The world is a book…

I have no idea where the last couple of months have gone… but during those months I have been fortunate enough to visit Ukraine and Ireland. I love to travel. If I could be paid to lug around a backpack and meet people from the four “corners” of the globe then I’d be a very happy soul!

So this brings me to my next (this) post: the post-travel photo-sharing… yawn! We’ve all done it – come home with countless “funny” photos that really are more a case of “well, I guess you had to be there” moments, together with 23 different angles of the same rock/cliff/sea/tree/person/pint glass (the latter being rather prominent in my pictures from Ireland). My point here is, who wants to see this? And I guess this links to travel writing – who wants to read it?

The short answer – ME!

I love a good travel tale – quite often I find that reading about another city or country results in it being bumped up a couple of places on my ‘list of places to visit’. After reading Rupert Attlee’s The Trail to Titicaca I almost believed that I could replicate his journey, before remembering that my last escapade on a bicycle (in Canberra, Australia) almost caused me to fall head first in to a lake.

But here’s the thing with travel writing – it all depends on the author-narrator. In much the same way as we only really want to see the photos from our nearest and dearest, we only really want to read about the adventures of somebody that we warm to.

I recently finished Joe Bennett’s A Land of Two Halves – Bennett’s experiences of hitch-hiking around New Zealand (a country at number 2 on my list, just edged to the top spot by Canada). Whilst I enjoyed the tales about the various people he met, I found Bennett’s contempt for anything vaguely “touristy” quite annoying. When I was traveling (admittedly with coaches rather than hitch-hiking) I loved the excuse of “I’m a tourist so therefore I can take a picture of a huge statue of a ram” (again, Canberra, Australia). The problem I had when reading this book was that once I realised I didn’t particularly like the narrator, I lost interest in the content of the book. It was like dozing off during the 3rd photo album of pictures by the hotel pool. I did, eventually, finish the book, but cannot say it inspired me or made the itch to pack my bag and jet off to New Zealand any harder to scratch.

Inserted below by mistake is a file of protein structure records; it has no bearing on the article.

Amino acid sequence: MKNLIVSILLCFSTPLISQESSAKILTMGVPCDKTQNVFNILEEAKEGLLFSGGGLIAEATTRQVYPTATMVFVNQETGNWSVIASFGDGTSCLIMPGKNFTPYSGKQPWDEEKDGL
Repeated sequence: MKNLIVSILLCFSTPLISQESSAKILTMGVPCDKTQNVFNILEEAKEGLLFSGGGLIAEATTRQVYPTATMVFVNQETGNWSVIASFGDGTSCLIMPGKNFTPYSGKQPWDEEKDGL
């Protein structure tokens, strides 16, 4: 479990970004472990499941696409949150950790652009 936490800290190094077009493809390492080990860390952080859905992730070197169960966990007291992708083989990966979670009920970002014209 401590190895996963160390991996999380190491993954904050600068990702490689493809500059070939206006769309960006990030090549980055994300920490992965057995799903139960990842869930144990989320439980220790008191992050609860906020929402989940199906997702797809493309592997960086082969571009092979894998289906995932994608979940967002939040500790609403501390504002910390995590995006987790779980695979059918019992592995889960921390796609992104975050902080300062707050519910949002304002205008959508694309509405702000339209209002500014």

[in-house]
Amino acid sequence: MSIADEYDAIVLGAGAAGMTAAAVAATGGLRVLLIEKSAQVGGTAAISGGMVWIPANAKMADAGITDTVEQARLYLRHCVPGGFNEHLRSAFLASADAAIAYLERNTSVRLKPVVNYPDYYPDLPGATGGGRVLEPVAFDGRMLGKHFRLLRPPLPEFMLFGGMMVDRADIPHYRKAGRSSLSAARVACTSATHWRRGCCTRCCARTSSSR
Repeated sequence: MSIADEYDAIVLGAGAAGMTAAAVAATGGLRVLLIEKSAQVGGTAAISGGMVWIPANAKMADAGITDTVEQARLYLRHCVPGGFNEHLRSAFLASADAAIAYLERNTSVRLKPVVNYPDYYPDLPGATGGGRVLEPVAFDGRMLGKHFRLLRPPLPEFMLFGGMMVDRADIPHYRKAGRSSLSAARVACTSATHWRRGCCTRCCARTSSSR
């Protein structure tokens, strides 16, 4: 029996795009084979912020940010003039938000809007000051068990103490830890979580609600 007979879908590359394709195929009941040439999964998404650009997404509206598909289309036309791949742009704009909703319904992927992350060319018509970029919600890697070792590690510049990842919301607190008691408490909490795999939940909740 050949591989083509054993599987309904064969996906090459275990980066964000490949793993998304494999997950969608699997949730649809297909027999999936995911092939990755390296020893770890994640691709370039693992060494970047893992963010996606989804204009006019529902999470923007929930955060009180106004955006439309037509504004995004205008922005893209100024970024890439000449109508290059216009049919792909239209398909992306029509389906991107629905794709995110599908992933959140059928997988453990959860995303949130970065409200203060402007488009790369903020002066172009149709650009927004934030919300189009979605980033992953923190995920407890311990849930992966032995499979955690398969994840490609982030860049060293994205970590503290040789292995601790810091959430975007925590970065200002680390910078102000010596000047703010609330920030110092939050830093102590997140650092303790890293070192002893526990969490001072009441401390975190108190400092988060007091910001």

But maybe travel stories aren’t meant to do that? Maybe they do convey the other side – the monotony of having to introduce yourself every other day to newcomers; the days of loneliness when you question why on earth you are on the other side of the world to everyone you care about; the moments when you realise that the £1,000s that you saved just won’t cover the whole trip…

Maybe Bennett’s book isn’t really aimed at the likes of me. But it does make me wonder who his audience is. And afterall, if you are publishing a book of any kind, surely the reader is a key factor?

I will still go to New Zealand one day, but where Attlee left me with a desire to meet families living in Patagonia (and a mental note to never eat mussels in southern Argentina), Bennett merely reminds me to avoid middle-aged men hitch-hiking on the side of the road and ex-pats who think they are above lowly backpackers.

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One thought on “The world is a book…

  1. So glad you liked my book. Patagonia is a very special place and I hope that one day you do get to visit this unique region. Rupert Attlee

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